Views: 23 Author: Site Editor Publish Time: 2022-11-09 Origin: Site
Traditional European lager brewers, especially in Germany and Scandinavia, use starter tanks in which yeast is added to the cooled wort and the contents then allowed to stand for a period of up to 24 hours before racking. Traditionally, starter tanks were open vessels, but Nowadays they are generally designed like regular closed-in fermenters.
Topping Up (Darauflassen)
If the brewer doesn't have enough yeast or if the brewer has a smaller mash tun and kettle than the fermenter, the brewer can employ a technique called topping up or darauflassen. Topping up, a technique common among German lager brewers, is the infusion of wort into a tank with strongly fermenting young beer (high kraeusen).
Traditional Lager Fermentation
While vertical cylindroconical fermenters are used to make the majority of the world's lager production, open square fermenters are still commonly used (especially in Eastern Europe) in traditional lager fermentation. In recent years, some major brewers have started fermenting their lagers in open square fermenters for quality reasons.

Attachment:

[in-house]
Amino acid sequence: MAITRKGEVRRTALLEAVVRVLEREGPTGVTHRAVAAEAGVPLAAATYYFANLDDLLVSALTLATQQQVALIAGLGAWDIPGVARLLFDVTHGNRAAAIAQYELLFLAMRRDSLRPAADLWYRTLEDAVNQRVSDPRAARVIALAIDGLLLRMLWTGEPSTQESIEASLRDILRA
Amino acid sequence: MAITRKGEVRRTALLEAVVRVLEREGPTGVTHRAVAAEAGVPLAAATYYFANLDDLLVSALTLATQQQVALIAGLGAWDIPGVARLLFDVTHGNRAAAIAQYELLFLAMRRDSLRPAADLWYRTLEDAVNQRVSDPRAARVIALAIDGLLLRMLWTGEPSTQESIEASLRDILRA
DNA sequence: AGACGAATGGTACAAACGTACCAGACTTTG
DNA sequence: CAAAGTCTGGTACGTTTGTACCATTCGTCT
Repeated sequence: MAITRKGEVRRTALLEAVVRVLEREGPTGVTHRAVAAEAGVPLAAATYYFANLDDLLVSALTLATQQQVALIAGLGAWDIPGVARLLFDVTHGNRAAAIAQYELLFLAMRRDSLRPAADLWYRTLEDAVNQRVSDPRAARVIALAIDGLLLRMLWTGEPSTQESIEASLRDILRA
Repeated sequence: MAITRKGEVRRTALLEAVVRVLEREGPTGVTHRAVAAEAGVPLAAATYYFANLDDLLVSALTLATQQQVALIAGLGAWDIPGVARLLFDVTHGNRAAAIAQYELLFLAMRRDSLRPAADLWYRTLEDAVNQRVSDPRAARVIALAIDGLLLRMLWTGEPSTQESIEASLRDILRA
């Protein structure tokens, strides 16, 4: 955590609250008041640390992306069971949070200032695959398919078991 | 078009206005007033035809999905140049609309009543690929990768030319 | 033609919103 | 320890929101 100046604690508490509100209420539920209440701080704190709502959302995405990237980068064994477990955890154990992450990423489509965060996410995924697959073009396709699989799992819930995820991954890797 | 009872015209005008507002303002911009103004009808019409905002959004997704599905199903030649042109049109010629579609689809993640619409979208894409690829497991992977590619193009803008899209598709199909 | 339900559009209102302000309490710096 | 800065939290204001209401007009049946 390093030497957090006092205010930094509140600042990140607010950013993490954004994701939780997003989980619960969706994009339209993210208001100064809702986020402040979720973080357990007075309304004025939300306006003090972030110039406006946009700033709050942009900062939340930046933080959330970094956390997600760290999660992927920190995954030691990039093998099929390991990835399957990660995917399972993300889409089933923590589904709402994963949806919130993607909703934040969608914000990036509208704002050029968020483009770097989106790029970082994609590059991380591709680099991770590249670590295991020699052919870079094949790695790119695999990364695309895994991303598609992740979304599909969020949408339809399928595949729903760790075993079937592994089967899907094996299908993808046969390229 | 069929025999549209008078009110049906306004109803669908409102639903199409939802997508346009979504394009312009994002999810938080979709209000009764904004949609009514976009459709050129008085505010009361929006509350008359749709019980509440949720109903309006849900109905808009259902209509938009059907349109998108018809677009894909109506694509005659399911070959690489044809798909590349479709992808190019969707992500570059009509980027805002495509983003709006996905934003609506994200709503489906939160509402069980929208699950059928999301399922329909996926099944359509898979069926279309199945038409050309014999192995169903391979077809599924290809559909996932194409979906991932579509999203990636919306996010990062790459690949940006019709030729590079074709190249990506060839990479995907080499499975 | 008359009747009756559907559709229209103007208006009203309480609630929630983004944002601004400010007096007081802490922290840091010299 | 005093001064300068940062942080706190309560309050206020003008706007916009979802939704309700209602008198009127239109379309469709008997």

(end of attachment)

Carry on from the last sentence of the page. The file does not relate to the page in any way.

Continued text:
Modern Lager Fermentation
Today modern lager fermentation typically uses vertical cylindroconical fermenters achieving similar flavor profiles compared to traditional fermentation systems. In modern fermentation systems, the yeast is pitched at higher temperatures between 7 and 8°C, and after a couple of days the temperature is increased to 10 to 11°C. After 3 to 4 days, at peak fermentation, the fermentation temperature is allowed to ramp up in order to facilitate a rapid reduction in diacetyl.
Like lager brewers, some ale brewers initiate fermentation in starter tanks in which the residence time may be as short as 3 hours or as long as 36 hours.
Traditional Ale Fermentation
The brewing of traditional cask ale is fermented in shallow vessels that could be round, square or rectangular often referred by the type of fermentation system.
Modern Ale Fermentation
Today modern ale fermentation typically uses vertical cylindroconical fermenters achieving similar flavor profiles compared to traditional fermentation systems. Typically, the yeast is pitched between 15 and 22°C, and the temperature is allowed to rise gently to 18 to 25°C, depending on the yeast strain. At the end of fermentation a diacetyl rest may be incorporated, although some popular ales (e.g., Irish stouts) have a perceptible diacetyl character that is part of the flavor profile.